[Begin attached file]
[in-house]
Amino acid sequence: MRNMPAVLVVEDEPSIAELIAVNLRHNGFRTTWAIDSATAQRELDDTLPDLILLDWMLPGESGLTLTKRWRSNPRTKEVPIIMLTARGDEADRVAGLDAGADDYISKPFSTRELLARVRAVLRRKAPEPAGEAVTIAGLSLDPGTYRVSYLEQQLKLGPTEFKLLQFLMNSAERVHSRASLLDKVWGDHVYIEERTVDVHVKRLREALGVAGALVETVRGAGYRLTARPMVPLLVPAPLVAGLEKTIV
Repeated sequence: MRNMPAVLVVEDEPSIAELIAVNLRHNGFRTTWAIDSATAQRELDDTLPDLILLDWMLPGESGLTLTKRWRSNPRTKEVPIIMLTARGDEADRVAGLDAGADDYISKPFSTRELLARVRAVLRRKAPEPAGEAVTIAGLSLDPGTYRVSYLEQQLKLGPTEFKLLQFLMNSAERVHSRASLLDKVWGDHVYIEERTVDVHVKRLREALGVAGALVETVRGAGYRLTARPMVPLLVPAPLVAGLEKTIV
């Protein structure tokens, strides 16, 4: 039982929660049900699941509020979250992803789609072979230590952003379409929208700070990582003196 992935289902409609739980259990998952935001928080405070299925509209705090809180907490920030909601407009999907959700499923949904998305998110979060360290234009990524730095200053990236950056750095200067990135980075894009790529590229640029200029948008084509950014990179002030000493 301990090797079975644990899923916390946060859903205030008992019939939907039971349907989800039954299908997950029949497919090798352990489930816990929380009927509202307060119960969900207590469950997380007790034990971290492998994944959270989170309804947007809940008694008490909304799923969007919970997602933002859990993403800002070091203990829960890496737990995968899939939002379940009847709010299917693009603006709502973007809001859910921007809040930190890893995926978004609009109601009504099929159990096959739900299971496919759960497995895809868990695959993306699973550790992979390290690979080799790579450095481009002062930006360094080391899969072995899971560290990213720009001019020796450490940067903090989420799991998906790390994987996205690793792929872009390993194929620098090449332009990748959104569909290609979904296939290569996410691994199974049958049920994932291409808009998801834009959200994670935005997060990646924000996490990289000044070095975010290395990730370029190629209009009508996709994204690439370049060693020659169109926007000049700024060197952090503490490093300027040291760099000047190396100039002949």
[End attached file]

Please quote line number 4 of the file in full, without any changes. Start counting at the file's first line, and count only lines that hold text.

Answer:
């Protein structure tokens, strides 16, 4: 039982929660049900699941509020979250992803789609072979230590952003379409929208700070990582003196 992935289902409609739980259990998952935001928080405070299925509209705090809180907490920030909601407009999907959700499923949904998305998110979060360290234009990524730095200053990236950056750095200067990135980075894009790529590229640029200029948008084509950014990179002030000493 301990090797079975644990899923916390946060859903205030008992019939939907039971349907989800039954299908997950029949497919090798352990489930816990929380009927509202307060119960969900207590469950997380007790034990971290492998994944959270989170309804947007809940008694008490909304799923969007919970997602933002859990993403800002070091203990829960890496737990995968899939939002379940009847709010299917693009603006709502973007809001859910921007809040930190890893995926978004609009109601009504099929159990096959739900299971496919759960497995895809868990695959993306699973550790992979390290690979080799790579450095481009002062930006360094080391899969072995899971560290990213720009001019020796450490940067903090989420799991998906790390994987996205690793792929872009390993194929620098090449332009990748959104569909290609979904296939290569996410691994199974049958049920994932291409808009998801834009959200994670935005997060990646924000996490990289000044070095975010290395990730370029190629209009009508996709994204690439370049060693020659169109926007000049700024060197952090503490490093300027040291760099000047190396100039002949």